Phyllis Schlafly’s Last Stand: The Inside Story of the Conservative Icon’s Internal Battle for Survival

Matthew Boyle, Breitbart 

Allies of Ted Cruz are now targeting conservative legend Phyllis Schlafly, a leading grassroots anti-establishment voice for half a century, because Schlafly endorsed billionaire businessman Donald Trump for president in the 2016 GOP primary.

Several Cruz supporters inside Eagle Forum are unhappy with Phyllis Schlafly’s Trump endorsement, and have been working behind the scenes against her for months. They have leaked emails, engaged in personal attacks, and even advanced an argument questioning whether the 91-year-old Schlafly is still competent enough to run the organization. Now, several board members of one wing of the tripartite Eagle Forum organization have for the first time in more than four decades of existence called together a special board meeting at which they purported to have voted to remove Schlafly’s handpicked successor as president of the organization and claim to have seized control of the organization and its bank accounts from the longtime activist.

They might not be done yet, as they have another special meeting scheduled for early May at which they intend to—sources say—remove Schlafly herself as chairman of the board. What’s more, Schlafly’s own daughter, Anne Cori, has sided with the other Cruz supporters inside Eagle Forum against her mother, creating a divide inside the family as Phyllis and her other children, including son Andy, back Trump over Cruz in the 2016 primary. Cori admits that her actions run counter to her mother’s wishes, but says she is acting out of “love” for her mother.

For the first time here, the inside story of Schlafly’s battle for survival—including exclusive interviews with her, her daughter who’s working against her, and several of the others involved—will be told. In dueling Breitbart interviews, both Schlafly and Cori detail how painful this has been for both of them—and how it’s torn apart one of America’s leading conservative families.

This story offers a front row view into how Cruz allies operate throughout the conservative movement. They have aggressively pressured conservatives into publicly supporting the senator—or at least not supporting someone else—and even sought to “blacklist” those who don’t, so as to fit Cruz’s narrative of being the one candidate who the conservative movement “united” behind.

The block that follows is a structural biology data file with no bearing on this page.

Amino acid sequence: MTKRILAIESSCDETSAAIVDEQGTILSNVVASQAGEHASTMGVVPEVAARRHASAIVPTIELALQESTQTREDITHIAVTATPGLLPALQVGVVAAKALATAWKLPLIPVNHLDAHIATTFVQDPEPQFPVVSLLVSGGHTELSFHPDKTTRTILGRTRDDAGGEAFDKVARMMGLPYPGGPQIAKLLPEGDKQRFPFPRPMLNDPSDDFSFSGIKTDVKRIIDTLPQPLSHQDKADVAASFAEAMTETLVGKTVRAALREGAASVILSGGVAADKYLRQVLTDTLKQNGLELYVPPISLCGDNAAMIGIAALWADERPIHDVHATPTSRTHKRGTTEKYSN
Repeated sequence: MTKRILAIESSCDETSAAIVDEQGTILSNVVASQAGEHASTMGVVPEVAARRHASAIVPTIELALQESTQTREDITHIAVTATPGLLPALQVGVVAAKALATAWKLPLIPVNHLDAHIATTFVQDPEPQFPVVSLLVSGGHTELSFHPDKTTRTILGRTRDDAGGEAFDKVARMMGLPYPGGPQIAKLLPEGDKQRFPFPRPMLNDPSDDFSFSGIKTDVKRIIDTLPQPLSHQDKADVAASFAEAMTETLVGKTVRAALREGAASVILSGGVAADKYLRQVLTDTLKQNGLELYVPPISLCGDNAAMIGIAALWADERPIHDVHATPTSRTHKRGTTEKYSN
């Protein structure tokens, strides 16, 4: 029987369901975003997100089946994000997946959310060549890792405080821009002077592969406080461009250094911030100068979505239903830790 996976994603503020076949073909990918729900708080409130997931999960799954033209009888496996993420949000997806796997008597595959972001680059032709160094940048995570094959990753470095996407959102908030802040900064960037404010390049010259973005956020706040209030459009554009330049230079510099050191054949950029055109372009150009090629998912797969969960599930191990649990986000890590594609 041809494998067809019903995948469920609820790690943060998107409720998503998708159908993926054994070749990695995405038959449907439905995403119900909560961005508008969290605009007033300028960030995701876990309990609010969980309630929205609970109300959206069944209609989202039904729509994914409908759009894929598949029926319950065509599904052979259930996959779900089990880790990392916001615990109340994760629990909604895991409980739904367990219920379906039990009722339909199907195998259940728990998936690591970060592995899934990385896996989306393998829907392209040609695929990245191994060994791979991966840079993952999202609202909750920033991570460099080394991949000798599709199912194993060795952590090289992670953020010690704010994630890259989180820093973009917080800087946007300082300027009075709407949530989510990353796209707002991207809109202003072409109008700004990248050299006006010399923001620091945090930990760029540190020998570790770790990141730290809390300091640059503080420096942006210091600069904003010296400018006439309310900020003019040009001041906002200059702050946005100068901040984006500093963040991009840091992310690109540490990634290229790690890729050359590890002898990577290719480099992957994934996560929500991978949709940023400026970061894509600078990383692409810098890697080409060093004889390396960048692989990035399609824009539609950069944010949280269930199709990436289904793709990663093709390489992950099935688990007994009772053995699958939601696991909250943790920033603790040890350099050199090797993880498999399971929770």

At one point, according to Eagle Forum president Ed Martin, Cruz allies inside Eagle Forum wrote a press release that they demanded Schlafly sign onto before the Iowa caucuses. The press release was intended to serve as a sort of statement of neutrality that would walk back the positive comments Schlafly had made about Trump and make clear that she likes Cruz too and hadn’t endorsed anyone. But Schlafly resisted these pressures, refusing to sign their statement before the Iowa caucuses and later openly endorsing Trump before the Missouri primary.

The story even entangles Cruz’s rough-edged campaign manager Jeff Roe, a political operative with deep ties in Missouri politics—Schlafly’s home base for half a century, where her endorsement of Trump carried great weight.

Roe had been lobbying Schlafly’s handpicked successor Ed Martin for weeks to get Eagle Forum on Cruz’s side. Martin says that by doing so, Roe “inserted himself” into this intra-organization dispute. A lot of the dispute centers around internal Eagle Forum emails that were leaked out to the Cruz campaign and made their way to Roe. In the emails, Schlafly’s son Andy brutally criticized the Texas Senator and his wife Heidi, even making the explosive charge that the Cruzes are “feminists.” In a roundabout way, thanks to Schlafly’s daughter Anne Cori and fellow Eagle Forum board rebel Cathie Adams of Texas, those emails were leaked to Roe—and Roe confronted Martin with them. Roe doesn’t deny confronting Martin about the emails, but he does deny deeper conversations with Martin about Schlafly’s position on the election. Martin says Roe is lying